McEnany says Juneteenth is a very 'meaningful' day to Trump

White House press secretary Kayleigh McEnany on Thursday defended President TrumpDonald TrumpVirginia GOP gubernatorial nominee acknowledges Biden was 'legitimately' elected Biden meets with DACA recipients on immigration reform Overnight Health Care: States begin lifting mask mandates after new CDC guidance | Walmart, Trader Joe's will no longer require customers to wear masks | CDC finds Pfizer, Moderna vaccines 94 percent effective in health workers MORE's decision to restart his campaign rallies next week in Tulsa, Okla., on Juneteenth, calling the holiday marking the emancipation of slaves very "meaningful" for him.

The president is slated to restart in-person rallies on June 19 after the coronavirus pandemic kept him from physically campaigning for more than three months.

“The African American community is very near and dear to his heart," McEnany told reporters, after being asked if it was appropriate for the president to be holding such a rally on Juneteenth. "At these rallies he often shares the great work he has done for minority communities."


She also cited the president's work on prison reform and told the press that he was responsible for the "lowest African American unemployment numbers."

Trump's decision to hold a rally on Juneteenth has drawn ire from his critics, who have pointed not only to the significance of the day to black Americans, but to Tulsa's dark, racist history.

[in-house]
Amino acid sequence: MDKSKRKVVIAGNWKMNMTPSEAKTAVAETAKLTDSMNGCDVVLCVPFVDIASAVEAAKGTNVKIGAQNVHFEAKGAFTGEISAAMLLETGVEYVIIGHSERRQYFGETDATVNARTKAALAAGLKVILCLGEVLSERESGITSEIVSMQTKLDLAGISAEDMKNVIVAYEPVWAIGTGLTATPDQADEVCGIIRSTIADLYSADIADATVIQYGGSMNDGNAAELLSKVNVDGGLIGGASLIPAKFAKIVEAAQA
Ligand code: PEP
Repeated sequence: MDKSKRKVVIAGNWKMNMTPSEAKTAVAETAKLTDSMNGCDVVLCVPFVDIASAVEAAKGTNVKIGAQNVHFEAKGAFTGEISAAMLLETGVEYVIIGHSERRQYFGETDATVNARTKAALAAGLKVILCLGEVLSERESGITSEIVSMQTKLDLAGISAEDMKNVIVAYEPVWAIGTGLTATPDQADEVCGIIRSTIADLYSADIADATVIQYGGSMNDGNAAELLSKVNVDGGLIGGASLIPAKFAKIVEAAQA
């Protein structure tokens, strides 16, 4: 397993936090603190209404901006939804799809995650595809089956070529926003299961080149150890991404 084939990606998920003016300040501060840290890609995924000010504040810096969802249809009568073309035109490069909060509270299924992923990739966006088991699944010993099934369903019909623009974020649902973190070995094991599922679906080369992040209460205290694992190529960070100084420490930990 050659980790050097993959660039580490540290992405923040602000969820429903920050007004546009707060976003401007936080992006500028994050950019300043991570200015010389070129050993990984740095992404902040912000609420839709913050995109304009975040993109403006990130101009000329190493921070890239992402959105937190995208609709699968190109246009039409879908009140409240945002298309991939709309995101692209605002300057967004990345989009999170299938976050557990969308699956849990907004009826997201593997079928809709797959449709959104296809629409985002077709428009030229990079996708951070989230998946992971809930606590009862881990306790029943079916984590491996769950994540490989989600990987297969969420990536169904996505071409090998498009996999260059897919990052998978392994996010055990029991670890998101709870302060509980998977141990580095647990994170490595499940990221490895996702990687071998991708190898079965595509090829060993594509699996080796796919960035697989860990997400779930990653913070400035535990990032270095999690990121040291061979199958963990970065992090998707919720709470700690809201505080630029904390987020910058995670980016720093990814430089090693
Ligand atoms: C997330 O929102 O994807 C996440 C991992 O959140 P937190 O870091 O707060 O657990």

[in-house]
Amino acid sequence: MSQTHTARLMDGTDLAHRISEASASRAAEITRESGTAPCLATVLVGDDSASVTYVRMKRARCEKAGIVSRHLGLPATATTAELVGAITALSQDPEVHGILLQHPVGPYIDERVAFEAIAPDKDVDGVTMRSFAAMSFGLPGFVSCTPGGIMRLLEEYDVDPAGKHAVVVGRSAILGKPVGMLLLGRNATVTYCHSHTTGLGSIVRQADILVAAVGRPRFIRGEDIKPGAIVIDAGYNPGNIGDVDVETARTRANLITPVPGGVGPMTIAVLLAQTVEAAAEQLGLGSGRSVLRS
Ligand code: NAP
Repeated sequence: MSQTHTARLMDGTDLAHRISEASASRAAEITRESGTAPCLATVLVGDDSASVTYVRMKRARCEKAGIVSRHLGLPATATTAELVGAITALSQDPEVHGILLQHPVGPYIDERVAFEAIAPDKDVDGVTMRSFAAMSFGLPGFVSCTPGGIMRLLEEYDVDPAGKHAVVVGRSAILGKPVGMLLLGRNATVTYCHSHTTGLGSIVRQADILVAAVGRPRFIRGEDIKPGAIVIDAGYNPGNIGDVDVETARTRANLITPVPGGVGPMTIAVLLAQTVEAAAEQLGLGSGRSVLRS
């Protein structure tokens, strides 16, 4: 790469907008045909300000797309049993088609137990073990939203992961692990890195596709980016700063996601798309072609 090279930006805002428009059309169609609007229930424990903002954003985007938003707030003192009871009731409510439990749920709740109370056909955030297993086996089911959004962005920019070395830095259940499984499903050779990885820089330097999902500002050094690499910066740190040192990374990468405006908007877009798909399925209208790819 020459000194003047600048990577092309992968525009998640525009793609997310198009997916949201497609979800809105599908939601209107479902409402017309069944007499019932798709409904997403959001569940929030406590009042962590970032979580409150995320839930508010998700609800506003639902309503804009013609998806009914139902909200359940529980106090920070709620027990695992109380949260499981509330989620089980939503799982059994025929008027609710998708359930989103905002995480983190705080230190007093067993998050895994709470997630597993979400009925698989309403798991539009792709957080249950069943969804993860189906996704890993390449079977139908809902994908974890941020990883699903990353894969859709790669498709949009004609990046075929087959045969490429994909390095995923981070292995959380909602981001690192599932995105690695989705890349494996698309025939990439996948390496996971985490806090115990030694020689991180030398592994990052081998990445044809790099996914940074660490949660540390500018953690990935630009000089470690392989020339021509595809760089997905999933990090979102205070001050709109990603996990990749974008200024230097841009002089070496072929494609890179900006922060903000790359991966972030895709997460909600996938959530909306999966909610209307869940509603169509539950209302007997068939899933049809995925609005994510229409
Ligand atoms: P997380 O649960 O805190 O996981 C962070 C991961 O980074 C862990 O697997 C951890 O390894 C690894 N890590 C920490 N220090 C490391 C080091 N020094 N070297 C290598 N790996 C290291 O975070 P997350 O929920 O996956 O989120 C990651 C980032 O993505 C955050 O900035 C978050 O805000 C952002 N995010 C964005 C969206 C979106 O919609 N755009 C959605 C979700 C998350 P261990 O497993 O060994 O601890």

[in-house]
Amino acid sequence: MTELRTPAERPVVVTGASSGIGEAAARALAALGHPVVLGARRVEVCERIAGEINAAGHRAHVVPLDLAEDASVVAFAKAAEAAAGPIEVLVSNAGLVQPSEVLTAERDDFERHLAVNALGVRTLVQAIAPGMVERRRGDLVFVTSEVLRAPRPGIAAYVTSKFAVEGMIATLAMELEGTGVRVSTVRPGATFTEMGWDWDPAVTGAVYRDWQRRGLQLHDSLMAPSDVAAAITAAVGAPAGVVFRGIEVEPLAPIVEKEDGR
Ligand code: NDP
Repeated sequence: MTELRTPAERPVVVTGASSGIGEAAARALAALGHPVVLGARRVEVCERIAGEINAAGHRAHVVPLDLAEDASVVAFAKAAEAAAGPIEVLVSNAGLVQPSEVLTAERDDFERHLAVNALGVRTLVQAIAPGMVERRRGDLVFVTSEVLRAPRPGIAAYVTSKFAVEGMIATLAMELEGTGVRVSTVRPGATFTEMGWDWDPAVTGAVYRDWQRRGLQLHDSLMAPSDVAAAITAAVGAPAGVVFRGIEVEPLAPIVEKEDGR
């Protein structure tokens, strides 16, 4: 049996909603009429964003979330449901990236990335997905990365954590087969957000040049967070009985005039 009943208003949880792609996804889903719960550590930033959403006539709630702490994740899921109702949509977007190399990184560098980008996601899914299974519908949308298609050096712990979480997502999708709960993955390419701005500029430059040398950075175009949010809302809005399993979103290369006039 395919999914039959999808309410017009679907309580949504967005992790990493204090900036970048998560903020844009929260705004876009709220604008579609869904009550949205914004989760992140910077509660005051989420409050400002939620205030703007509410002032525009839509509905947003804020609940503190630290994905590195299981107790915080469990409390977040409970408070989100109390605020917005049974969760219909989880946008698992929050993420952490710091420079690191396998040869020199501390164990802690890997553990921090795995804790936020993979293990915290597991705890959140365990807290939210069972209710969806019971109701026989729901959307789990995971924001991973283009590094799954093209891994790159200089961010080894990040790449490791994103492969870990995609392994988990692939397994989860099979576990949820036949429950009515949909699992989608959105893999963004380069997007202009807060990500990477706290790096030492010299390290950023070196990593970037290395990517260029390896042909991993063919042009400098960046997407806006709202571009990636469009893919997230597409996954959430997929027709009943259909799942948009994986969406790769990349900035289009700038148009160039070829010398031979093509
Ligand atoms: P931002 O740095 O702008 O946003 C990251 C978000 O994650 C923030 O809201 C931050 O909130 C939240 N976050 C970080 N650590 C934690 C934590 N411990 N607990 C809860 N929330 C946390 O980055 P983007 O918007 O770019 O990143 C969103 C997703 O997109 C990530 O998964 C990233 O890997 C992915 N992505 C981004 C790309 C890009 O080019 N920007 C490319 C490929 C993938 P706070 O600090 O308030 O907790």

On May 31 and June 1, 1921, the city's Greenwood District — its main African American community — was attacked and looted by white rioters, leading to multiple deaths and the mass internment of the city's black population. 

Sen. Kamala HarrisKamala HarrisHere's why Joe Biden polls well, but Kamala Harris does not Immigration experts say GOP senators questioned DHS secretary with misleading chart Carper urges Biden to nominate ambassadors amid influx at border MORE (D-Calif.) blasted Trump for the scheduled rally on Twitter earlier Thursday:


Trump has been accused of racism at multiple points during his presidency, a record that has resurfaced amid his handling of nationwide protests and unrest following the police killing of George Floyd on May 25.

On Wednesday, Trump received criticism after he said that he wouldn't change the name of Army bases that bear the names of military leaders who fought for the Confederacy in the Civil War.

McEnany, however, said that Trump is "working on rectifying injustices, injustices that go back to the very beginning of this country’s history."
"It’s a meaningful day to him," she said, referring to Juneteenth. "It’s a day where he wants to share some of the progress that’s been made as we look forward at more that needs to be done, especially as we’re looking at this police reform.”